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US economic growth in the gilded age

  • Field, Alexander J.

In the immediate postwar period, Moses Abramovitz and Robert Solow both examined data on output and input growth from the first half of the 20th century and reached similar conclusions. In the 20th century, in contrast with the nineteenth, a much smaller fraction of real output growth could be swept back to the growth of inputs conventionally measured. The rise of the residual, they suggested, was an important distinguishing feature of 20th century growth. This paper identifies two difficulties with this claim. First, TFP growth virtually disappeared in the US between 1973 and 1995. Second, TFP growth was in fact quite robust between the end of the Civil War and 1906, as was in fact acknowledged by Abramovitz in his 1993 Economic History Association Presidential address. Developing a revised macroeconomic narrative is essential in reconciling our interpretation of these numbers with what we know about scientific, technological, and organizational change during the gilded age.

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Article provided by Elsevier in its journal Journal of Macroeconomics.

Volume (Year): 31 (2009)
Issue (Month): 1 (March)
Pages: 173-190

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Handle: RePEc:eee:jmacro:v:31:y:2009:i:1:p:173-190
Contact details of provider: Web page: http://www.elsevier.com/locate/inca/622617

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  1. Ruttan, Vernon W., 2006. "Is War Necessary for Economic Growth?: Military Procurement and Technology Development," OUP Catalogue, Oxford University Press, number 9780195188042, March.
  2. Field, Alexander J., 1987. "Modern Business Enterprise as a Capital-Saving Innovation," The Journal of Economic History, Cambridge University Press, vol. 47(02), pages 473-485, June.
  3. Field, Alexander J., 2006. "Technological Change and U.S. Productivity Growth in the Interwar Years," The Journal of Economic History, Cambridge University Press, vol. 66(01), pages 203-236, March.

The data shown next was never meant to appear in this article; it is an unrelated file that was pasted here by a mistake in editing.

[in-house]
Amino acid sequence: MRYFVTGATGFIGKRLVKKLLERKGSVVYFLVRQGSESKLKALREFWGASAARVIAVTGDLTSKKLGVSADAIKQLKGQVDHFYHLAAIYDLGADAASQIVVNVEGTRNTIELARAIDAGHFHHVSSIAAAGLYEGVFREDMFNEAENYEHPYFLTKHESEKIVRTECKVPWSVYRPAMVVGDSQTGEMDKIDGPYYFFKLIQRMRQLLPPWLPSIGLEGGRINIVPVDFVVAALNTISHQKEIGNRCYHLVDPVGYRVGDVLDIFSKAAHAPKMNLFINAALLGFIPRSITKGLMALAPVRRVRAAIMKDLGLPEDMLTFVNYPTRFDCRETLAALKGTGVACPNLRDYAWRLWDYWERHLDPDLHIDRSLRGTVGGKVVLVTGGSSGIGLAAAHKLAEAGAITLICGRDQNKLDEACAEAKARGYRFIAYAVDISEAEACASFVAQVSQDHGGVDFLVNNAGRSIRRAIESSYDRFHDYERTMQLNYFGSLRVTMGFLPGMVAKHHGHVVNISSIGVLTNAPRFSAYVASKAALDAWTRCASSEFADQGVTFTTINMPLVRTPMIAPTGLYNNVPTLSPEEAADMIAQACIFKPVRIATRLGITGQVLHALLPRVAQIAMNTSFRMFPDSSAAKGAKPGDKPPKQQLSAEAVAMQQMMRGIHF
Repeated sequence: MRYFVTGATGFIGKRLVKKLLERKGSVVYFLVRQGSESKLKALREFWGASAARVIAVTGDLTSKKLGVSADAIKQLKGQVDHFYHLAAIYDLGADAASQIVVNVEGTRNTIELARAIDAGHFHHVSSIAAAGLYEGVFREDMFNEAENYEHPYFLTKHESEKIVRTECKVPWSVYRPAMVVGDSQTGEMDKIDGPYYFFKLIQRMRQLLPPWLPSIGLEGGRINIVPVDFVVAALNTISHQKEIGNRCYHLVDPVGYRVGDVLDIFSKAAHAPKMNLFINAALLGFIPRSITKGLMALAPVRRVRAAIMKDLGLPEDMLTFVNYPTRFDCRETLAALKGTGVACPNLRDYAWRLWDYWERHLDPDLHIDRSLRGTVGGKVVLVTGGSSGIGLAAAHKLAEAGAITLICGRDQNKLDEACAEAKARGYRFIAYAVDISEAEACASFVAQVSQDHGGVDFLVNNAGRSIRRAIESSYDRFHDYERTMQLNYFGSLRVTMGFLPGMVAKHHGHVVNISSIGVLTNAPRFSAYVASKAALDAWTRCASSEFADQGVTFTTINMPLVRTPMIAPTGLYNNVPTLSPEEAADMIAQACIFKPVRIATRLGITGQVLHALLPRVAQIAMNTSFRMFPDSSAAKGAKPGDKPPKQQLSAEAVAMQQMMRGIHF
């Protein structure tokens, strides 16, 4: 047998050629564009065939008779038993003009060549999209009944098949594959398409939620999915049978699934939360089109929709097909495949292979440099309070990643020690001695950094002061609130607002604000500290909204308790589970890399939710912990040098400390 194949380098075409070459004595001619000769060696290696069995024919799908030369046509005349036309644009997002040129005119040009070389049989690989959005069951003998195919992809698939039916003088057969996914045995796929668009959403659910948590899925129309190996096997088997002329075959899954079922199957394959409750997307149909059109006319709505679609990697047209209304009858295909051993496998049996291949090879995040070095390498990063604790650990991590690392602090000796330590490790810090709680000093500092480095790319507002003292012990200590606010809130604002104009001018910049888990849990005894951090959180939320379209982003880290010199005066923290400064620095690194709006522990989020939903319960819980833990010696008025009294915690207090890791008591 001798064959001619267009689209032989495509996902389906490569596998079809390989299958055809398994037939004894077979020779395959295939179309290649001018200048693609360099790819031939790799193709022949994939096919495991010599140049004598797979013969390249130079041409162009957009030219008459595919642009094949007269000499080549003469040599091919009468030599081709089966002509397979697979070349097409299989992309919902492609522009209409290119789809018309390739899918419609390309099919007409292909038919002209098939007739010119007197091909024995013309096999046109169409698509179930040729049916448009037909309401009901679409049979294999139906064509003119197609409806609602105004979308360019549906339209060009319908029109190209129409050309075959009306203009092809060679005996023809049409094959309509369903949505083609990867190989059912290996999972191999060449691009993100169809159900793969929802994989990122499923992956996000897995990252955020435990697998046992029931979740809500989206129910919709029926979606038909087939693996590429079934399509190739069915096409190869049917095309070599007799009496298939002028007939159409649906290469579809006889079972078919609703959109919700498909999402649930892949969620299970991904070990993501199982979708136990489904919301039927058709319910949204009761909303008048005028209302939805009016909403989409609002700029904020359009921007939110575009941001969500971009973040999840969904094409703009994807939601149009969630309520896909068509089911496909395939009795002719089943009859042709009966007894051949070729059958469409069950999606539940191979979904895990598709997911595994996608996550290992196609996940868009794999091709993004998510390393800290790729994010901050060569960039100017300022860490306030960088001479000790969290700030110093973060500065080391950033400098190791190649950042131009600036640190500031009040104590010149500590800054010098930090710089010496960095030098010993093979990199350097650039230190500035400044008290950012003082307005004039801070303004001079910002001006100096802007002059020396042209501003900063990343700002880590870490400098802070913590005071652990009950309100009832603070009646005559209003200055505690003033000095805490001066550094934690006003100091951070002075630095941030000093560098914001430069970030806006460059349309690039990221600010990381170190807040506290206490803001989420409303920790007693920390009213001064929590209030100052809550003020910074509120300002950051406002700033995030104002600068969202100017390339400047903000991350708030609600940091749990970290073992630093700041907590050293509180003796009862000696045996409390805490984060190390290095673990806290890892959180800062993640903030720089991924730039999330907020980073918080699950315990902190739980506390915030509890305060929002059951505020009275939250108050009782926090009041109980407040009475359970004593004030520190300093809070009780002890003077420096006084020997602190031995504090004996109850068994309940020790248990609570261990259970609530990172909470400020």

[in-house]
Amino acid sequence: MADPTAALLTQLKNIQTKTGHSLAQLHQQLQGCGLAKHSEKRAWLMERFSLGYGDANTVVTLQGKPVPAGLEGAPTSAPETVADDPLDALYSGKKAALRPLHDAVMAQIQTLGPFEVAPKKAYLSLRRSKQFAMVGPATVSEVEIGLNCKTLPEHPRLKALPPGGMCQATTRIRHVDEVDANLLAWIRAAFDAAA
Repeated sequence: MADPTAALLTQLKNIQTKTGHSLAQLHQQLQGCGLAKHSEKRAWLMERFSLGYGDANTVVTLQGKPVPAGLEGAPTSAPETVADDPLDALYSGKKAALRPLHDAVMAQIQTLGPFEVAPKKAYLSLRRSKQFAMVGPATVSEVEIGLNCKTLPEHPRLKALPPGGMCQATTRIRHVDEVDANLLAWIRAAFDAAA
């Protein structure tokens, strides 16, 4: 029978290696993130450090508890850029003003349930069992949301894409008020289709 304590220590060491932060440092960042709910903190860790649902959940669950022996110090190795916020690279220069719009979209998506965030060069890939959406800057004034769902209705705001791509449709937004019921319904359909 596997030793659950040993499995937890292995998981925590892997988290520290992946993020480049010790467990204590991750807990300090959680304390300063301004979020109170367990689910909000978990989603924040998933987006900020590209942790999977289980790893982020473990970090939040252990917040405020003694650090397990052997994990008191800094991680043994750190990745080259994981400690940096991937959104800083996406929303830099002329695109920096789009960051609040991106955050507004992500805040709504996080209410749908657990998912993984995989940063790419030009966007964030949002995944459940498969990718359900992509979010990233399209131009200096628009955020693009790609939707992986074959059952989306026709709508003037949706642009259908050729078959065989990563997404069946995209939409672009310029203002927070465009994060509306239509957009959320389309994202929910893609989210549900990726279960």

4. Phillip Arestis & Michelle Baddeley & John S.L. McCombie (ed.), 2007. "Economic Growth," Books, Edward Elgar, number 3958, Autumn.
  5. B. Zorina Khan & Kenneth L. Sokoloff, 2001. "The Early Development of Intellectual Property Institutions in the United States," Journal of Economic Perspectives, American Economic Association, vol. 15(3), pages 233-246, Summer.
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  7. Alvin S. Tostlebe, 1957. "Capital in Agriculture: Its Formation and Financing Since 1870," NBER Books, National Bureau of Economic Research, Inc, number tost57-1, June.
  8. Alvin S. Tostlebe, 1957. "Appendices and Index," NBER Chapters, in: Capital in Agriculture: Its Formation and Financing Since 1870, pages 177-232 National Bureau of Economic Research, Inc.
  9. Alexander J. Field, 2007. "The origins of US total factor productivity growth in the golden age," Cliometrica, Journal of Historical Economics and Econometric History, Association Française de Cliométrie (AFC), vol. 1(1), pages 63-90, April.
  10. Field, Alexander J., 2007. "The equipment hypothesis and US economic growth," Explorations in Economic History, Elsevier, vol. 44(1), pages 43-58, January.
  11. David, Paul A & Wright, Gavin, 1997. "Increasing Returns and the Genesis of American Resource Abundance," Industrial and Corporate Change, Oxford University Press, vol. 6(2), pages 203-45, March.
  12. Alexander J. Field, 2003. "The Most Technologically Progressive Decade of the Century," American Economic Review, American Economic Association, vol. 93(4), pages 1399-1413, September.
  13. Devine, Warren D., 1983. "From Shafts to Wires: Historical Perspective on Electrification," The Journal of Economic History, Cambridge University Press, vol. 43(02), pages 347-372, June.
  14. Alvin S. Tostlebe, 1957. "Sources and Methods," NBER Chapters, in: Capital in Agriculture: Its Formation and Financing Since 1870, pages 39-45 National Bureau of Economic Research, Inc.
  15. Robert J. Gordon, 1999. "U.S. Economic Growth since 1870: One Big Wave?," American Economic Review, American Economic Association, vol. 89(2), pages 123-128, May.
  16. Moses Abramovitz, 1956. "Resource and Output Trends in the United States Since 1870," NBER Books, National Bureau of Economic Research, Inc, number abra56-1, June.
  17. Moses Abramovitz, 1956. "Resource and Output Trends in the United States Since 1870," NBER Chapters, in: Resource and Output Trends in the United States Since 1870, pages 1-23 National Bureau of Economic Research, Inc.
  18. John W. Kendrick, 1961. "Productivity Trends in the United States," NBER Books, National Bureau of Economic Research, Inc, number kend61-1, June.
  19. Romer, Christina, 1986. "Spurious Volatility in Historical Unemployment Data," Journal of Political Economy, University of Chicago Press, vol. 94(1), pages 1-37, February.
  20. Field, Alexander James, 1992. "The Magnetic Telegraph, Price and Quantity Data, and the New Management of Capital," The Journal of Economic History, Cambridge University Press, vol. 52(02), pages 401-413, June.
  21. Abramovitz, Moses & David, Paul A, 1973. "Reinterpreting Economic Growth: Parables and Realities," American Economic Review, American Economic Association, vol. 63(2), pages 428-39, May.
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